Ocean Park Honours the Life of Indo-Pacific Bottlenose Dolphin Jessie and
further saddened for Loss of Chinese Giant Salamander
Ocean Park announced the passing of its eldest Indo-Pacific bottlenose dolphin, “Jessie”. She passed away peacefully at the Marine Mammal Breeding and Research Centre (MMBRC) last night at 10:30pm at the grand age of about 44 years old under the care of people who have looked after her throughout her 38 years at Ocean Park. The cause of death, based on preliminary clinical and necropsy findings, was severe renal dysfunction and abdominal infection (peritonitis). Further tests are pending. On the same day in the morning, a seven-year-old Chinese giant salamander passed away and its cause of death is under examination.
Ms. Suzanne Gendron, Executive Director of Zoological Operations and Education, said, “This is a day we knew would eventually come for Jessie but it is nevertheless a sad day for everyone at the Park. Jessie has been with Ocean Park for 38 years. She was a member of our family and she will be deeply missed, especially by the Park’s animal care team members who had been a part of her life for almost four decades. We want to thank Jessie for all of the wonderful things she brought to the Park and our visitors, as she was a true ambassador for conservation and educational messaging.”
“Jessie was about five to six years of age when she first arrived in Hong Kong from the Peng Hu islands, Taiwan in January 1978. During her time at Ocean Park, Jessie took part in the presentation and education programmes at Ocean Theatre, Dolphin University and at the MMBRC, contributing to science and a greater understanding of her species. Her daughter ‘Maya’ is now 15 years of age. Jessie was powerful and energetic. Her matriarchal role with the other dolphins was very important, while her playful character has gained popularity and love from staff members and guests of the Park over the years.” Ms. Gendron continued, “Jessie was estimated to be 44 years old when she passed away, which is well beyond the maximum life expectancy of 37 years that the species can live to in the wild. Jessie’s advanced age was a remarkable accomplishment and a testament to the great care and attention she received from the animal care and veterinary staff of the Park. A memorial corner for Jessie will be established at the MMBRC starting from 12 January for guests to pay tribute to their beloved animal ambassador.”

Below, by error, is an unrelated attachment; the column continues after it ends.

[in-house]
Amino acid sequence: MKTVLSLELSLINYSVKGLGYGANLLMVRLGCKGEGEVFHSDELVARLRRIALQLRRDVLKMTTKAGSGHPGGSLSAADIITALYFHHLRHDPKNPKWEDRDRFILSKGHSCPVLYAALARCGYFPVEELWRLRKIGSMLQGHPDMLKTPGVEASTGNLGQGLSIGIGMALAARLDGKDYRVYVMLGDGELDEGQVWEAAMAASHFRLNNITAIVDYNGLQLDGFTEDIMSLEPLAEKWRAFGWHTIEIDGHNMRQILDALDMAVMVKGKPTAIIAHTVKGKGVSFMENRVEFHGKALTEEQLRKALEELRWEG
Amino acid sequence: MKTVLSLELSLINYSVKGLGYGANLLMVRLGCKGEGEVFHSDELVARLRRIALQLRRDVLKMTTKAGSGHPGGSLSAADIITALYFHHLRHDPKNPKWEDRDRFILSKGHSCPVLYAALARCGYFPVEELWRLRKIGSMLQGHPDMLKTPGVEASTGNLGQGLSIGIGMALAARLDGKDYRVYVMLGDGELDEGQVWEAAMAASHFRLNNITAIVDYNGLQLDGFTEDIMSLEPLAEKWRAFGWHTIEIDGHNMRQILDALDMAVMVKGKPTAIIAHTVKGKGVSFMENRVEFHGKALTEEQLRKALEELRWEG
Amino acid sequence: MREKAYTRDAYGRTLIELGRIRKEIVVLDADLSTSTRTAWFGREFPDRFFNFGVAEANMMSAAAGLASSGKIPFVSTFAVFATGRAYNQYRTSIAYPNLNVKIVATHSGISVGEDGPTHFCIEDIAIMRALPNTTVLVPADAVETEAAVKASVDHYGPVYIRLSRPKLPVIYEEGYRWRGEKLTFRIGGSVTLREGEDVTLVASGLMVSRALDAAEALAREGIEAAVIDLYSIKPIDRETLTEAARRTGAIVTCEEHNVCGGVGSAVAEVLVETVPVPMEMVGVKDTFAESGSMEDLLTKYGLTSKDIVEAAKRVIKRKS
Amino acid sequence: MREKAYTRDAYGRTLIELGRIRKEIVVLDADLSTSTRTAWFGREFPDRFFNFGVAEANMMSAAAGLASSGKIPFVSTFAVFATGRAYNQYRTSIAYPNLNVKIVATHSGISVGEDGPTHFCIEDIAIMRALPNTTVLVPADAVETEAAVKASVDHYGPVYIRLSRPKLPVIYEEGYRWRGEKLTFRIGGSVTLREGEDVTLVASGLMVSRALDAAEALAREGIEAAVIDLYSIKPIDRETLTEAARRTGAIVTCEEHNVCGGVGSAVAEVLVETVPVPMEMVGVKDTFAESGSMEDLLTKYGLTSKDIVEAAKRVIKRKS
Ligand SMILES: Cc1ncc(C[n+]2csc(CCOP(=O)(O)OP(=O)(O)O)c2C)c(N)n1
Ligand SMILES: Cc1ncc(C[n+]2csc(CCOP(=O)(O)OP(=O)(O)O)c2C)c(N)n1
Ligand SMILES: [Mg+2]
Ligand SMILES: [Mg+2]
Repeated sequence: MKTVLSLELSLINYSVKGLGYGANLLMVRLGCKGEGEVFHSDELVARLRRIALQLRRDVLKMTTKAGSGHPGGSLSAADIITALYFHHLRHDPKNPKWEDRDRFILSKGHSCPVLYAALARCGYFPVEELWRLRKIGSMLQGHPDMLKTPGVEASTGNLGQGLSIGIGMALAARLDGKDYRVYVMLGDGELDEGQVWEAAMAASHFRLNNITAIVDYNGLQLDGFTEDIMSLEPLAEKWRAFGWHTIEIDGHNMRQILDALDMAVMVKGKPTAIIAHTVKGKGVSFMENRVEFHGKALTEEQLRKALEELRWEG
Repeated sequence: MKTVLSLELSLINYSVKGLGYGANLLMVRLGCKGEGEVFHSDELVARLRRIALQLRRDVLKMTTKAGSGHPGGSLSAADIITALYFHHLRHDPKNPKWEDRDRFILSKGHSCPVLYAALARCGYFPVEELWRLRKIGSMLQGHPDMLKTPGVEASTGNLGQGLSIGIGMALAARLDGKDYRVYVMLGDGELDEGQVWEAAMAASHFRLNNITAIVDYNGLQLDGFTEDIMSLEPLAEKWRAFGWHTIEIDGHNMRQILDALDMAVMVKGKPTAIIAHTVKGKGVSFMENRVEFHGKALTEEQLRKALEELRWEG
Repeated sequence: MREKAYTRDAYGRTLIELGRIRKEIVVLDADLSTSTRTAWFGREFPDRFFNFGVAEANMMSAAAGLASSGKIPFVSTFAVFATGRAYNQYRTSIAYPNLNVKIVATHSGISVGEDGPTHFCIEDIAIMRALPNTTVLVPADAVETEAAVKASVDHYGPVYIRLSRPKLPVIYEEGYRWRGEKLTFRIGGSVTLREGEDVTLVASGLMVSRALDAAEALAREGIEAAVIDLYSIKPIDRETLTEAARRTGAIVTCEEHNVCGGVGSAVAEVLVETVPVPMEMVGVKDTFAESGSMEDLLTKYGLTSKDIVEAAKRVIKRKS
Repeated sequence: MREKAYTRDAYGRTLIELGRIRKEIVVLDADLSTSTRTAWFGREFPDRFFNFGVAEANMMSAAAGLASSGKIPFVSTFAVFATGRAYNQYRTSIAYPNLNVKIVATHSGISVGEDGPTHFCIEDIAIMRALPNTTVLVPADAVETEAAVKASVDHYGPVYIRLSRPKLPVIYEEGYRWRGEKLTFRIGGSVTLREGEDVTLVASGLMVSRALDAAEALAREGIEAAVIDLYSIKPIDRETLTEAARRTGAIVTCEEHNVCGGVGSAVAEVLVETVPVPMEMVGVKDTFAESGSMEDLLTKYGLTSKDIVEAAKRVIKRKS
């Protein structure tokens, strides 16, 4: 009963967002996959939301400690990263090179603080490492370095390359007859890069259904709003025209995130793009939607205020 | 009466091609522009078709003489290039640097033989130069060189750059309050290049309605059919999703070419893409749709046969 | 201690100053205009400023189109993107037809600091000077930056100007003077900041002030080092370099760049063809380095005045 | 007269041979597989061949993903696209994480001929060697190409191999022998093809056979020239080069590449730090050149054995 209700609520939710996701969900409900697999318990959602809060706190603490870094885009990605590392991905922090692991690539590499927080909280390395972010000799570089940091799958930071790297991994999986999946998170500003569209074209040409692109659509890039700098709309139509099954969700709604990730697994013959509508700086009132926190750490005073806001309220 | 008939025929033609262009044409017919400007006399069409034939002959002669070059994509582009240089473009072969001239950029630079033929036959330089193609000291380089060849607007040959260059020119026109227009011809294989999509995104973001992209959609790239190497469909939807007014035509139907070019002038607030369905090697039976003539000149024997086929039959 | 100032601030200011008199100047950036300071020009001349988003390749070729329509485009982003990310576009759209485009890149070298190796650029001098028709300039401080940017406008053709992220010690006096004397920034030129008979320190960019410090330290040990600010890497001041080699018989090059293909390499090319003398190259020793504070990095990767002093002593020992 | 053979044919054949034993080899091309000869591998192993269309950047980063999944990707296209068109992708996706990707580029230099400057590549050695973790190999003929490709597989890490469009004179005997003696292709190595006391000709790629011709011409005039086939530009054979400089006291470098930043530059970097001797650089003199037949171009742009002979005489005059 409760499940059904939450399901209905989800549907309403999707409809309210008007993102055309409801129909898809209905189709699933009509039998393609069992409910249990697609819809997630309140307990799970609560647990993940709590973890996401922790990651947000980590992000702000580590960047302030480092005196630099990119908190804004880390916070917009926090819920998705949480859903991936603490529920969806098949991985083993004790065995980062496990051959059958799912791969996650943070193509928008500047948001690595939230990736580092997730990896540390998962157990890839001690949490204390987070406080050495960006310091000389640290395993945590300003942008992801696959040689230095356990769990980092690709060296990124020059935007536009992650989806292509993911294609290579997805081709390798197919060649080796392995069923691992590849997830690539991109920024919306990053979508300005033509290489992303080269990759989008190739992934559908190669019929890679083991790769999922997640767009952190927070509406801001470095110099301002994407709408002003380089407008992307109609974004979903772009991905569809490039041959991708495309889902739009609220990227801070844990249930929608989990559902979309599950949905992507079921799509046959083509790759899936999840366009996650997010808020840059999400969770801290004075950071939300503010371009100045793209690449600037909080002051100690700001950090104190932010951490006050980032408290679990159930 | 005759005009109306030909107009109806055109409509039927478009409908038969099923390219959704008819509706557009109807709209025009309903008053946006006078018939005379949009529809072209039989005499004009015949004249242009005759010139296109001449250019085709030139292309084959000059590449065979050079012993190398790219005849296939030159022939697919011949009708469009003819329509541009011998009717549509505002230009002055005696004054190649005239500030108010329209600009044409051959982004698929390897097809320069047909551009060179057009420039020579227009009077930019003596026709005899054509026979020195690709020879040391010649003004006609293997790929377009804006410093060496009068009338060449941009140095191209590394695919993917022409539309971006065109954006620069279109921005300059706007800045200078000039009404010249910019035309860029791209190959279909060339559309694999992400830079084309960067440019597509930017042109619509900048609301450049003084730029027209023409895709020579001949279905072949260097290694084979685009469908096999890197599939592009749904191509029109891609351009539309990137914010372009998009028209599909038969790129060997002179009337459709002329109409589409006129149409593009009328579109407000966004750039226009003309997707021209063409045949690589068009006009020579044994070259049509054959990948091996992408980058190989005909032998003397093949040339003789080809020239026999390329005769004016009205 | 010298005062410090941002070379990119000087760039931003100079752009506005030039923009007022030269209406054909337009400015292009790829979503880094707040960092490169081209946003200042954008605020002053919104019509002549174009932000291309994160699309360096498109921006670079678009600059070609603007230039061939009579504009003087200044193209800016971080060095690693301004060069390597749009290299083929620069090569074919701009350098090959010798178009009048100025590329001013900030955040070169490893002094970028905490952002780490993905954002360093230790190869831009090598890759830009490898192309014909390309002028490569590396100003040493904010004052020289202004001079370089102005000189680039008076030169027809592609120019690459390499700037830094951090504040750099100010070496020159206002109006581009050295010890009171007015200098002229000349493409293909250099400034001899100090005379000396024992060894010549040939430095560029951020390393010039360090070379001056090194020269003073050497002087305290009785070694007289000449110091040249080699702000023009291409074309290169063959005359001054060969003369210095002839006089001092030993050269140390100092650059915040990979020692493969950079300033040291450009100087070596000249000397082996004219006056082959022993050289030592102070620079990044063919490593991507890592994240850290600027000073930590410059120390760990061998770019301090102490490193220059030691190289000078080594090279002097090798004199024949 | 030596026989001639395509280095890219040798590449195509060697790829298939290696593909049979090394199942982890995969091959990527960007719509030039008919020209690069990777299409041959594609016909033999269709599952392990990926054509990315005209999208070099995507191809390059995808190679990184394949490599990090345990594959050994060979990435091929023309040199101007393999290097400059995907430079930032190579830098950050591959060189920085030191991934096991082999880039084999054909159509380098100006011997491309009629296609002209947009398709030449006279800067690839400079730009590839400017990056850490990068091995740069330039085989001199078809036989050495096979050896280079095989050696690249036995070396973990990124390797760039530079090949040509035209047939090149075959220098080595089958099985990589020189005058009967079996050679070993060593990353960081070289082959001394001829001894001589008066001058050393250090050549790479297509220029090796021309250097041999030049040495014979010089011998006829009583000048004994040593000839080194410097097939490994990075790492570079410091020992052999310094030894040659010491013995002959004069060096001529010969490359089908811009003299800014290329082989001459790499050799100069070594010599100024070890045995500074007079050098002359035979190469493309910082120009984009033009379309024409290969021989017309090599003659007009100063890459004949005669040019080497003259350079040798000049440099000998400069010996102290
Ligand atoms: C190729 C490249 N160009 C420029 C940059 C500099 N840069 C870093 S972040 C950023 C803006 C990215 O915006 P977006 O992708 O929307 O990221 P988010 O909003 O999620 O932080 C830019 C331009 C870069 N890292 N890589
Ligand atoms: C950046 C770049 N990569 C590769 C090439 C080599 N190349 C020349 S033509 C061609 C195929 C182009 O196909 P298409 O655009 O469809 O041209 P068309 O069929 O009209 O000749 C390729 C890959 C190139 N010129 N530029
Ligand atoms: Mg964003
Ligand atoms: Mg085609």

On Saturday, 9 January, Jessie’s appetite slowed and did not resume by Sunday morning. A blood test found that she had developed severe kidney dysfunction, of which the onset was very sudden as her blood sample and kidney values were normal just two days prior. Despite all efforts of the Park’s veterinary team, Jessie’s condition deteriorated and she subsequently passed away. The Hong Kong Agriculture, Fisheries and Conservation Department (AFCD) were notified of Jessie’s death. A post-mortem examination was conducted today and preliminary results suggest a severe infection in the abdomen (peritonitis). Histopathology results will be available within a month and should provide further insight into the cause of her sudden illness.
On the same day in the morning, a seven-year-old Chinese giant salamander passed away. Since December 2015, the salamander had been displaying signs of inappetence and anemia. The Park's animal care and veterinary teams had been closely monitoring its condition, providing it with supportive care and treatment. Last week, it underwent additional diagnostic procedures to determine the cause of its illness. Unfortunately, its condition deteriorated and it subsequently passed away yesterday morning. A necropsy was conducted yesterday as a matter of standard protocol but was inconclusive as to the cause of death. Histopathology results are pending and will provide more information into the cause of death.
“We are extremely saddened by the loss of the Chinese giant salamander. We will take the necessary actions to determine the cause of the situation,” said Ms. Gendron.
The deceased Chinese giant salamander was donated as part of an ex-situ conservation breeding programme by the National Aquatic Wildlife Conservation Association (NAWC) in 2011 and was residing at the back-of-house habitat together with another salamander that was donated by the AFCD in 2003. There are also three other salamanders that are part of the NAWC/Ocean Park breeding programme residing at the Amazing Asian Animals exhibit. Currently, the remaining four Chinese giant salamanders are in good health.
The Agriculture, Fisheries and Conservation Department and National Aquatic Wildlife Conservation Association were notified of the loss of the Chinese giant salamander.